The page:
Further into the Himalayas is our hand looming and weaving partner. This is a female-led collective with women working in the hand looming and weaving section whilst also providing training for several others. They weave mufflers, shawls and blankets using the local sheep's wool (humanely and organically farmed sheep) and the Himalayan merino wool. Read the Story of the Himalayan Weavers.

Functional Designs | Hemp, Nettle, Bheemal, Jute | Tailoring & Weaving | North

In the gateway to the Himalayas lies a weaving and tailoring unit comprising of hundreds of farmers, tailors and raw material harvesters. Here they specialize in creating textiles made with locally sourced materials such as hemp, nettle, and Bheemal/long pine needles, but also work with jute. The units provide labour opportunities to both rural communities harvesting the raw materials and to weavers and tailors working at the unit. Read The Story of Weaving the Fabric of Rural Livelihood.

Functional Designs | Jute, Recycled Cotton | Tailoring, Natural Dyeing, Blockprint, Embroidery | Central south

In central parts of southern India, lives a group of women with disabilities who are dedicated to empowering themselves and their community by creating eco-conscious jute and naturally dyed products using minerals and plants. They also master tailoring and hand embroidery at their unit. Read The Story of the Super-women.

Functional Designs | Jute, Recycled Cotton | Tailoring, Weaving, Embroidery | South-East

Our education and skilling partner down South focuses on helping children and their families to come out of poverty by providing them with education and work skills training and employment. There are several programs at the institution where men, women and people with disabilities can work and train. At their textile units, they focus on tailoring functional textile products, weaving, and hand embroidery. Read The Story of Childhood, Education and Leaving Poverty Behind.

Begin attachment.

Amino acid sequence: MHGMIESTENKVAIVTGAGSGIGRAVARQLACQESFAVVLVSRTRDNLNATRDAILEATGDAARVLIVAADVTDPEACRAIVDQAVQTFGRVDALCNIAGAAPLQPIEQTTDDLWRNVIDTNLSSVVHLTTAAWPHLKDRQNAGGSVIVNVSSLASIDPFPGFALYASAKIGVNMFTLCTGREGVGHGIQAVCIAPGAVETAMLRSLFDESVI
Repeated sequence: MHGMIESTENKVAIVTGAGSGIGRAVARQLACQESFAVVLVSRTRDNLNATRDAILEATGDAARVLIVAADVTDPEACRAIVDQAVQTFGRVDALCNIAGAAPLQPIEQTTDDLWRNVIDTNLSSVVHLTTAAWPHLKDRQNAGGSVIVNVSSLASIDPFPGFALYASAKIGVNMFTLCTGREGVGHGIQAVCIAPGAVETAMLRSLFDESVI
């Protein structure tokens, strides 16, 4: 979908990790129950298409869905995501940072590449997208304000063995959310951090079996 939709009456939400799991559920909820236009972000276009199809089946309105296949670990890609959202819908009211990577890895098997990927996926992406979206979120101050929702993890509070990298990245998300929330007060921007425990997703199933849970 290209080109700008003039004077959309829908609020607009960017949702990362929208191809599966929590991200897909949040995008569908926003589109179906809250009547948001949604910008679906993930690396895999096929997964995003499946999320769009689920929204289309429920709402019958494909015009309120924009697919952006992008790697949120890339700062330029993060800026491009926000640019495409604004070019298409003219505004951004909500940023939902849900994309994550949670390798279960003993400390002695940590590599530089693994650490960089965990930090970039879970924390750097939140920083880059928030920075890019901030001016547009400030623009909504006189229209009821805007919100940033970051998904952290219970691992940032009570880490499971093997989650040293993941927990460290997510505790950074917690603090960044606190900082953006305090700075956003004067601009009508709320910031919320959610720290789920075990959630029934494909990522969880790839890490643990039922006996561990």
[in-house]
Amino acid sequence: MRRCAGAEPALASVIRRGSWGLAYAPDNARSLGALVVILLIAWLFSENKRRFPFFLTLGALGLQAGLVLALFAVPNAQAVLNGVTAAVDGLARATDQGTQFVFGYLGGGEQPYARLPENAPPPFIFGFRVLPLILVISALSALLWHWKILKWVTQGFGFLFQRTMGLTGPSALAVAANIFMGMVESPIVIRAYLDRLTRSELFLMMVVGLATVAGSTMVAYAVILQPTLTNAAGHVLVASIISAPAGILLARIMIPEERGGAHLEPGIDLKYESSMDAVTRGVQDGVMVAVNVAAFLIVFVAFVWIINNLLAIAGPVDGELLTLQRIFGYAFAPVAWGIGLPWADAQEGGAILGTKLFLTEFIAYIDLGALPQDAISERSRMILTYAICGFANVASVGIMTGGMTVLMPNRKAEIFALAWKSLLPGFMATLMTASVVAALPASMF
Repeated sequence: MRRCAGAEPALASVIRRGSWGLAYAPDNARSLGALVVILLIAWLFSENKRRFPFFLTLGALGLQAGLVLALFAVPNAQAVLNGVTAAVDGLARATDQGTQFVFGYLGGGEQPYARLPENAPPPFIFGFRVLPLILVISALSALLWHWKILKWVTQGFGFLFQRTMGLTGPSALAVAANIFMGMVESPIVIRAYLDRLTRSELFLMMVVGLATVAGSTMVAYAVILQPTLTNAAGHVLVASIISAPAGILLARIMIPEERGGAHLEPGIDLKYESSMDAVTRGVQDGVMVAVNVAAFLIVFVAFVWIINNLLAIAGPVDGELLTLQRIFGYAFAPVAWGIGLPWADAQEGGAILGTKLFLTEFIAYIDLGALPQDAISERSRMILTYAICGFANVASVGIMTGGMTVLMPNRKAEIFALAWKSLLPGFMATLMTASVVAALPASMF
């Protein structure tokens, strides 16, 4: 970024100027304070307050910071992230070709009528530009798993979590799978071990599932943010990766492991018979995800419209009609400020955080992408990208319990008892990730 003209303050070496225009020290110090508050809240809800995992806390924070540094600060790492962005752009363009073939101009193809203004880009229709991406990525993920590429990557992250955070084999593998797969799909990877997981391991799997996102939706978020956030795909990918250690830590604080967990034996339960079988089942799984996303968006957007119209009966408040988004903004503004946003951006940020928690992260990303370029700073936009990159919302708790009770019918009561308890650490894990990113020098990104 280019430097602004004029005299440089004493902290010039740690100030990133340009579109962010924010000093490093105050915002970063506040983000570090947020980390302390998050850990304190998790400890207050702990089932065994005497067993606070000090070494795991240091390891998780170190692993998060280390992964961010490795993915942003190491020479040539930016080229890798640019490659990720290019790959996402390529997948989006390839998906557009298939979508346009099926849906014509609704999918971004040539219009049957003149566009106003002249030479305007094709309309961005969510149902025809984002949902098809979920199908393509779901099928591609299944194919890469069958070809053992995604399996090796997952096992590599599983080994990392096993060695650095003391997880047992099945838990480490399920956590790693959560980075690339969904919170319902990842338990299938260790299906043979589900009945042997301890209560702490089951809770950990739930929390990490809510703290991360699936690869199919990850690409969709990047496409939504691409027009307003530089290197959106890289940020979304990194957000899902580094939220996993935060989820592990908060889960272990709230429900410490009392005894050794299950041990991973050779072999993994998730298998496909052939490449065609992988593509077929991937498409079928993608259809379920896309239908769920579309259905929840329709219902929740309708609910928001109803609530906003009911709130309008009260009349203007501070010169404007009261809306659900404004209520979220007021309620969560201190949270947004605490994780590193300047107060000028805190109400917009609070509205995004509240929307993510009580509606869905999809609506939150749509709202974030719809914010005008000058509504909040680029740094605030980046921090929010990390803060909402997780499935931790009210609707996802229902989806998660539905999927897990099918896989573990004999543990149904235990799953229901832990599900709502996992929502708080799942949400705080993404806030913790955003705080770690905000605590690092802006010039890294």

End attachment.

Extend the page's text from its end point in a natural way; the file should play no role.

Functional Designs | Upcycled Materials | Tailoring & Weaving | Central South

In the green city of southern India, Bangalore is our social waste management facility aiming at not only turning waste back into value but empowering marginalized people in the process. Textile waste is collected, sorted and cleaned before it's tailored into patchwork products or weaved into rugs. Read The story of Creating Livelihoods From Trash.

Fashion & Functional Designs | Various Materials | Tailoring, Weaving, Knitting and more | Pan-India

Next to our textile partners around India, we are connected to a network of other World Fair Trade Organization members all over India where several of them are focusing on social tailoring production. This empowers different marginalized groups in India such as women living in slum areas, former prisoners, rural villages and indigenous people.


When starting Source For Future, fashion was not a focus. The fashion industry is often considered a destructive industry for the planet and its people. Nevertheless, it is an important part of our culture and will always be present as a form of expressing ourselves and promoting creativity and diversity. Since fashion and textiles play such a huge part in our society, we took the decision to offer fashion and textile products, but restrict them to products we can create under our strict raw material assessments, social fair trade production and supply chain transparency. This means that although there is a lot we do not offer at the moment, we are pleased to give you a small variety of quality slow-fashion and textile products, as well as unique product development opportunities.


bottom of page